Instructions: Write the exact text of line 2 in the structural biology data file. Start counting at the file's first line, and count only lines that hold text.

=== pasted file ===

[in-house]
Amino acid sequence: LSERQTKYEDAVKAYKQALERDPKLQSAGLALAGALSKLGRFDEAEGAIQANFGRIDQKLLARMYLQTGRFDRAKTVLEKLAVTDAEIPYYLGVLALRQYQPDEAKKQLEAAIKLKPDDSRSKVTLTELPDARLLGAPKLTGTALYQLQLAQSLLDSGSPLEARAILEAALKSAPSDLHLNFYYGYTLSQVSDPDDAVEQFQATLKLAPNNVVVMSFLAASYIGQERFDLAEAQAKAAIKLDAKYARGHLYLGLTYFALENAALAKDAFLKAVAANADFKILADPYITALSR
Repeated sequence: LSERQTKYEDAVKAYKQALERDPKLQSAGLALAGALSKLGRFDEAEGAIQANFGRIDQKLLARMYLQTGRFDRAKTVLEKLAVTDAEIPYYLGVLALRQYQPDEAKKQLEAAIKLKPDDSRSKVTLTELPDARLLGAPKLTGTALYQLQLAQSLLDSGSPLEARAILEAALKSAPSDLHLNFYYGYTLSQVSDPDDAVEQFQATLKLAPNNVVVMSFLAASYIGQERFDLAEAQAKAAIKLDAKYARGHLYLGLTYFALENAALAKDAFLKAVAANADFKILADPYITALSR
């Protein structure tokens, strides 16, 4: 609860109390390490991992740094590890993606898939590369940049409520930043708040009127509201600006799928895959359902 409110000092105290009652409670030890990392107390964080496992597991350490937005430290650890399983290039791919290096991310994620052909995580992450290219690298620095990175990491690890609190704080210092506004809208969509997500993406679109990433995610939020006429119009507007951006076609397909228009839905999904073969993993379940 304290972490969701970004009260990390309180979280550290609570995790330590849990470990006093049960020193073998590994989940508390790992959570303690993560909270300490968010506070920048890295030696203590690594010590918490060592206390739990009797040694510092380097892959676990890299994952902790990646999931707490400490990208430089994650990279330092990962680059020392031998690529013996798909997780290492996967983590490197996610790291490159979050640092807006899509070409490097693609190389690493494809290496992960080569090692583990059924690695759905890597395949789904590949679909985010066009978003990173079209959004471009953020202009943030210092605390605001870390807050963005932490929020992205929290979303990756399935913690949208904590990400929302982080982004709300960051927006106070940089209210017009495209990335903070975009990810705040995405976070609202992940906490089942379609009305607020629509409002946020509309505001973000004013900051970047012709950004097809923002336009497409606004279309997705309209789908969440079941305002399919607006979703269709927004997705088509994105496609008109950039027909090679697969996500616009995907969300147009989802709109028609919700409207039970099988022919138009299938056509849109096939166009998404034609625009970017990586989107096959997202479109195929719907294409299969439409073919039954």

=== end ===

Amino acid sequence: LSERQTKYEDAVKAYKQALERDPKLQSAGLALAGALSKLGRFDEAEGAIQANFGRIDQKLLARMYLQTGRFDRAKTVLEKLAVTDAEIPYYLGVLALRQYQPDEAKKQLEAAIKLKPDDSRSKVTLTELPDARLLGAPKLTGTALYQLQLAQSLLDSGSPLEARAILEAALKSAPSDLHLNFYYGYTLSQVSDPDDAVEQFQATLKLAPNNVVVMSFLAASYIGQERFDLAEAQAKAAIKLDAKYARGHLYLGLTYFALENAALAKDAFLKAVAANADFKILADPYITALSR